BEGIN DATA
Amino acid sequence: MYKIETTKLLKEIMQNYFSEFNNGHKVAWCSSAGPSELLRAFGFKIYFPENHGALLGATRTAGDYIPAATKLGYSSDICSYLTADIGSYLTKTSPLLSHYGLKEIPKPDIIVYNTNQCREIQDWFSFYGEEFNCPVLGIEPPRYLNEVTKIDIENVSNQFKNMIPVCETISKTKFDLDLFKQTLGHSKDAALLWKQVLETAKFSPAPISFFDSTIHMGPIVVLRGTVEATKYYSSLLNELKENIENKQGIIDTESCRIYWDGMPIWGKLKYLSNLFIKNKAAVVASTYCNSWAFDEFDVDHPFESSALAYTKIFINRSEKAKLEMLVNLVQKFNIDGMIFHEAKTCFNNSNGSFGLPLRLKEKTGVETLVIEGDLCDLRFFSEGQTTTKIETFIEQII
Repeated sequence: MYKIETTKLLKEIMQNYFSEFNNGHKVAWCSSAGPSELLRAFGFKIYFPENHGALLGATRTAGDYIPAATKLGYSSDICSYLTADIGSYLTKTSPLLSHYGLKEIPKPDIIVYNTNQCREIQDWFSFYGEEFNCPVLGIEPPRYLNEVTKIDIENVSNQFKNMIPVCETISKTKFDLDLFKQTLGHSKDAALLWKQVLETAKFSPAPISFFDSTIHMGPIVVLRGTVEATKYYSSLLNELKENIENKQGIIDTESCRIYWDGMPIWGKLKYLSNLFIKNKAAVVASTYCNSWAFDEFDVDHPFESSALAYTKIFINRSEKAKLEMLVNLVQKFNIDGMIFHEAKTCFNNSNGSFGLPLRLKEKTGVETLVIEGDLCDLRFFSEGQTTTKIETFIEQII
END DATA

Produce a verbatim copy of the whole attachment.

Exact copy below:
Amino acid sequence: MYKIETTKLLKEIMQNYFSEFNNGHKVAWCSSAGPSELLRAFGFKIYFPENHGALLGATRTAGDYIPAATKLGYSSDICSYLTADIGSYLTKTSPLLSHYGLKEIPKPDIIVYNTNQCREIQDWFSFYGEEFNCPVLGIEPPRYLNEVTKIDIENVSNQFKNMIPVCETISKTKFDLDLFKQTLGHSKDAALLWKQVLETAKFSPAPISFFDSTIHMGPIVVLRGTVEATKYYSSLLNELKENIENKQGIIDTESCRIYWDGMPIWGKLKYLSNLFIKNKAAVVASTYCNSWAFDEFDVDHPFESSALAYTKIFINRSEKAKLEMLVNLVQKFNIDGMIFHEAKTCFNNSNGSFGLPLRLKEKTGVETLVIEGDLCDLRFFSEGQTTTKIETFIEQII
Repeated sequence: MYKIETTKLLKEIMQNYFSEFNNGHKVAWCSSAGPSELLRAFGFKIYFPENHGALLGATRTAGDYIPAATKLGYSSDICSYLTADIGSYLTKTSPLLSHYGLKEIPKPDIIVYNTNQCREIQDWFSFYGEEFNCPVLGIEPPRYLNEVTKIDIENVSNQFKNMIPVCETISKTKFDLDLFKQTLGHSKDAALLWKQVLETAKFSPAPISFFDSTIHMGPIVVLRGTVEATKYYSSLLNELKENIENKQGIIDTESCRIYWDGMPIWGKLKYLSNLFIKNKAAVVASTYCNSWAFDEFDVDHPFESSALAYTKIFINRSEKAKLEMLVNLVQKFNIDGMIFHEAKTCFNNSNGSFGLPLRLKEKTGVETLVIEGDLCDLRFFSEGQTTTKIETFIEQII